Howden Dean

Start: OS ref SK171919
End: OS ref SK193912

Start point: 53.4246 lat, -1.7434 long
End point: 53.4175 lat, -1.7105 long

Follow the footpath up through the trees and out into the open moorland of Little Howden Moor. Continue to follow the path up until it flattens out. A good bracing climb up that is really rewarding for the views looking back. As you climb up you can see Howden Moors on your left and north, Howden Edge above that although that is one of the least distinct gritstone escarpments in the Peak District (but a fine walk nonetheless).
Follow the track as it swings gently round to face south and then follow the path that swings to the left and up until you get to the cairn on Lost Lad, the first 'summit' on the walk at 518m. This is still over a hundred meters short of the highest point in the Peak District (632m on Kinder Scout) but if you look directly east and with a clear day you should about be able to make it out quite clearly. By now the route has turned into a paved path - just imagine the effort involved in laying the whole path along Derwent Edge to preserve it from our boots.

Lost Lad to Back Tor

Start: OS ref SK193912
End: OS ref SK197909

Start point: 53.4175 lat, -1.7105 long
End point: 53.4154 lat, -1.7042 long

The ascents from this point on are gentle and with little height to loose or gain until we get to the far end of Derwent Edge and return to Ladybower Reservoir, but that's a way off yet! In addition, the parks are very well marked and easy to follow given the large pieces of stone that have been brought here and laid under the stewardship of the National Trust to look after the Derwent Estate. Follow the path down Lost Lad and head south east to the trig point at Back Tor, pausing to enjoy the fine views.

Back Tor to Dovestone Tor

Start: OS ref SK197909
End: OS ref SK197898

Start point: 53.4154 lat, -1.7042 long
End point: 53.4051 lat, -1.7051 long

The path, now quite gentle, continues south towards the next major outcrop of gritstone, Dovestone Tor. En route to your left you will see the oddly shaped "Cakes of Bread". Dovestone Tor makes a fine place to stop for a few moments for refreshments and admire the view. Do not forget to look back up the valley to see the general shape of Derwent Edge.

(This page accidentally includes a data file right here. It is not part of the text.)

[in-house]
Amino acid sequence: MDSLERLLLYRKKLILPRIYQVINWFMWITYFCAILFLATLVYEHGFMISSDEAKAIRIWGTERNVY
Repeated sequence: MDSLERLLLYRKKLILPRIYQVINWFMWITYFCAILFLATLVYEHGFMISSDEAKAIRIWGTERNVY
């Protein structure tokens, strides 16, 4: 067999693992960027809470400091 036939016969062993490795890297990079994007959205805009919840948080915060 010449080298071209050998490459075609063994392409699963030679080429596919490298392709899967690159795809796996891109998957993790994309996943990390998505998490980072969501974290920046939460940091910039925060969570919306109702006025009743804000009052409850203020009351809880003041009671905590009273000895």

Dovestone Tor to Salt Cellar

Start: OS ref SK197898
End: OS ref SK196892

Start point: 53.4051 lat, -1.7051 long
End point: 53.3998 lat, -1.7066 long

Salt Cellar is perhaps the best known and much photographed landmark on this walk. Hardly surprising given its peculiar weathered shape.

Salt Cellar to Wheelstones

Start point: 53.3998 lat, -1.7066 long
End point: 53.3931 lat, -1.6978 long

The next significant outcrop is Wheelstones but the path passes White Tor about half way between the two.

Whinstone Lee Tor

Start point: 53.3931 lat, -1.6978 long
End point: 53.3842 lat, -1.7038 long

The path, still perfectly visible (on a good weather day!) continues across Derwent Moor and crosses the path that, were you to turn left, goes to Moscar and then to Stanage. Go straight across noting the strange moon-like area with scattered rocks known as Hurkling Stones before you get to the summit of Whinstone Lee Tor. The views from here across Ladybower Reservoir, back up the Derwent Valley and beyond are simply marvellous and well worth drinking in before heading back down towards Fairholmes again.

Down to Derwent Village and Fairholmes

Start point: 53.3842 lat, -1.7038 long
End point: 53.4005 lat, -1.7434 long

From Whinstone Lee Tor follow the path down that follows the contours and soon joins the Moscar path. The path is quite obvious and is well warn by the many who enjoy this route throughout the year. Head down until you get to the road which is followed back to the Fairholmes visitor centre and car park. Do stop to read the signs about the lost villages of Derwent which disappeared when the reservoir filled.

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Text and images for this walk are Copyright © 2010 by the author Peter Truman and may not be reproduced without permission.

3 responses to "Derwent Edge"

In terms of directions this is a really easy walk to follow, it has a path for the whole way so no guessing with the next turn is. Half of the walk had incredible views, the other half was quite boring but overall a good workout!

By AmyLouiseC on 21 May 2019

Garmin recorded it as 9 miles but may not have been pausing and resuming as readily. Lovely walk though and plenty of Grouse around after the initial climb.

By wearles on 11 May 2018

This is undoubtedly the best walk in the Peak District. If you only do one then make it this one.

By romycat on 11 Sep 2016

8 images to "Derwent Edge"

Image by: Peter Truman
Uploaded: 12 Jan 2010
The summit of Lost Lad, the well worn path can be seen running up the left of this image.
Image by: Peter Truman
Uploaded: 12 Jan 2010
Derwent Edge at sunset from the road alongside Ladybower Reservoir. March 2006.
Image by: Peter Truman
Uploaded: 13 Jan 2010
Lost Lad and the path leading to Back Tor.
Image by: Peter Truman
Uploaded: 13 Jan 2010
View from Back Tor looking north across Howden Moor.
Image by: Peter Truman
Uploaded: 13 Jan 2010
Salt Cellar.
Image by: Peter Truman
Uploaded: 13 Jan 2010
Ashes Farm from the path dropping down from Whinstone Lee Tor.
Image by: Peter Truman
Uploaded: 13 Jan 2010
Old gateposts in what little now remains of Derwent Village, the rest of that property now being in the reservoir!

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There are currently 3 comments and 8 photos online for this walk.

The information in this guide has been provided in good faith and is intended only as a guide, not a statement of fact. You are advised to check the accuracy of the information provided and should not use this guide for navigational directions nor should you rely on the accuracy of the weather forecast. You are advised to take appropriate clothing, footwear, equipment and navigational materials with you according to the current and possible weather and nature of the terrain. Always follow the country code and follow any additional warnings or instructions that may be available. Some walks may be very strenuous and you are advised to seek medical advice if you have any doubts as to your capability to complete the walk.